hh20p.htm =c@8" =c BDGt &H &Ȥ %~ (A =c@ 'ITEXTR*chXmdWw NPS Historical Handbook: Fort Laramie

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officers' row
In 1888, officers' row featured boardwalks, picket fences, and family gatherings on vine-shaded verandas.
Courtesy Col. Louis Brechemin.

Last Years of the Army Post, 1877-90

Beginning in the late 1870's, other changes took place around Fort Laramie. With the Indians removed to reservations, ranchers and other settlers came in, and great herds of cattle replaced the buffalo on the Wyoming plains. To many of these settlers the fort on the Laramie was a supply center, as well as insurance against Indian outbreaks and lawless white men.

map of Fort Laramie
Fort Laramie, Plan of Post, 1888.
(click on image for a larger size)

During these same years, Fort Laramie was assuming a false air of permanence as many of the old buildings of frame, log, and adobe construction were replaced by sturdy new structures with lime-concrete walls. A water system changed the parade ground from a gravelly flat to a tree-shaded greensward. The last cavalry unit to be stationed at the fort rode away in 1883 with Col. Wesley Merritt. Part of the Seventh Infantry, commanded by Colonel Gibbon, then garrisoned the post.

officers' row
Officers' row in the winter of 1889.
Courtesy U. S. Signal Corps.

Fort Laramie's importance had been threatened by construction of the Union Pacific Railroad 100 miles to the south. Its fate was now sealed by construction, in the late 1880's, of the Northwestern Line 50 miles to the north. This made Fort Robinson the logical guardian of the Indian reservations to the north, and by 1886 Col. Henry Merriam, then commanding officer of the Seventh Infantry and Fort Laramie, was ready to agree that further development of the old post was unwise. Not until August 31, 1889, however, was abandonment of the proud old fort decreed. At the request of Wyoming's Governor Warren, troops remained at the post until March 2, 1890, when the last two companies of the Seventh Infantry marched away. A few men were left to ship movable property, while a detachment from Fort Robinson dismantled some of the structures and on April 9, 1890, auctioned off the buildings and fixtures. At that auction, Lt. C. M. Taylor of the Ninth Cavalry sold the buildings of historic Fort Laramie at prices ranging from $2.50 to $100. Thirty-five lots of buildings and much miscellaneous furniture and fixtures brought a total of $1,395.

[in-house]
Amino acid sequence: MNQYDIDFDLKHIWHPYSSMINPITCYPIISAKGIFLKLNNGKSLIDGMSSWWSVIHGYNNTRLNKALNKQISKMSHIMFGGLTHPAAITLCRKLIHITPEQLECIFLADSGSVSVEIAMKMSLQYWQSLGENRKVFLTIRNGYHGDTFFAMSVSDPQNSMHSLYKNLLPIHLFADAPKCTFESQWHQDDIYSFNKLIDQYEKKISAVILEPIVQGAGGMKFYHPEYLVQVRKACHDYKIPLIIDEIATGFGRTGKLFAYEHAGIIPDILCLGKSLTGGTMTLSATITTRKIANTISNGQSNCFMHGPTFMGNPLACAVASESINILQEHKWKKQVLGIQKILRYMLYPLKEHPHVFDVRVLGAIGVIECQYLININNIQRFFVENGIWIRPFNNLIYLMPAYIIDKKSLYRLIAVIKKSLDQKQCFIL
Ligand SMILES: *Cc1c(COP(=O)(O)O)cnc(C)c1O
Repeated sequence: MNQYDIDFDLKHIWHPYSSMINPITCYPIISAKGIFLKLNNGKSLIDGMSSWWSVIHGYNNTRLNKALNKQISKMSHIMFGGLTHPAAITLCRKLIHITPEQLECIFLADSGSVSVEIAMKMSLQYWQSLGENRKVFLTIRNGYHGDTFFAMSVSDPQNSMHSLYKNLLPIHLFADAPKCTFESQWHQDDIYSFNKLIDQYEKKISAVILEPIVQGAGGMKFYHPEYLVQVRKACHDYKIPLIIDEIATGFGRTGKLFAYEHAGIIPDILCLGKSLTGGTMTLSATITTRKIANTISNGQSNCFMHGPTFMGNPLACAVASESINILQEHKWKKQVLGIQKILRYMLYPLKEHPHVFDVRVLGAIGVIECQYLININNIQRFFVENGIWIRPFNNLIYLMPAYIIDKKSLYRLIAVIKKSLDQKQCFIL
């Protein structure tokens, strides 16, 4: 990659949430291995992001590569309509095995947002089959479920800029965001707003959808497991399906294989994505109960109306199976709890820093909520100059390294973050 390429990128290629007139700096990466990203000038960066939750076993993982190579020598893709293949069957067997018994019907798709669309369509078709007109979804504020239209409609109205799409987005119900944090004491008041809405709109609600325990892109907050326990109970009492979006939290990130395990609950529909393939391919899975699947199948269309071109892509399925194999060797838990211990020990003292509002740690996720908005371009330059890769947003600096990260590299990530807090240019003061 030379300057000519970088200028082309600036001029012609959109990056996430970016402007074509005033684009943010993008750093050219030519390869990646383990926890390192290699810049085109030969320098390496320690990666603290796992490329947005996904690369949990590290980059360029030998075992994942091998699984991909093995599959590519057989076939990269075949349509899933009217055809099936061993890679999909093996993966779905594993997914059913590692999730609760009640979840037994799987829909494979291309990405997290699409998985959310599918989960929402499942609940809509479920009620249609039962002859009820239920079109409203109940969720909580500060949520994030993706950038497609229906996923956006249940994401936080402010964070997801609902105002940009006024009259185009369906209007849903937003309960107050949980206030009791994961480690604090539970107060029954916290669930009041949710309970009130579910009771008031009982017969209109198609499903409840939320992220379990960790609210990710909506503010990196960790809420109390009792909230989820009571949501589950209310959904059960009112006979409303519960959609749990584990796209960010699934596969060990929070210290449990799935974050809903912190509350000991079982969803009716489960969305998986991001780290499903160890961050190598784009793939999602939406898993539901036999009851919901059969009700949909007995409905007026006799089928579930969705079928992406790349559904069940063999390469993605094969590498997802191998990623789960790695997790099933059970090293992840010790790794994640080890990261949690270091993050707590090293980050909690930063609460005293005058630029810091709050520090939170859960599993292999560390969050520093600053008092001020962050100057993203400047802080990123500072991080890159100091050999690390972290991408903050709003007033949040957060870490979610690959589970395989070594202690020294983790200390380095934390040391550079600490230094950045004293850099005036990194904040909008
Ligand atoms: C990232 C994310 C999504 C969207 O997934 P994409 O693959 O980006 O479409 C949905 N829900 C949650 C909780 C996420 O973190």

Fort Laramie
General view of Fort Laramie in 1889.
Courtesy U. S. Signal Corps.

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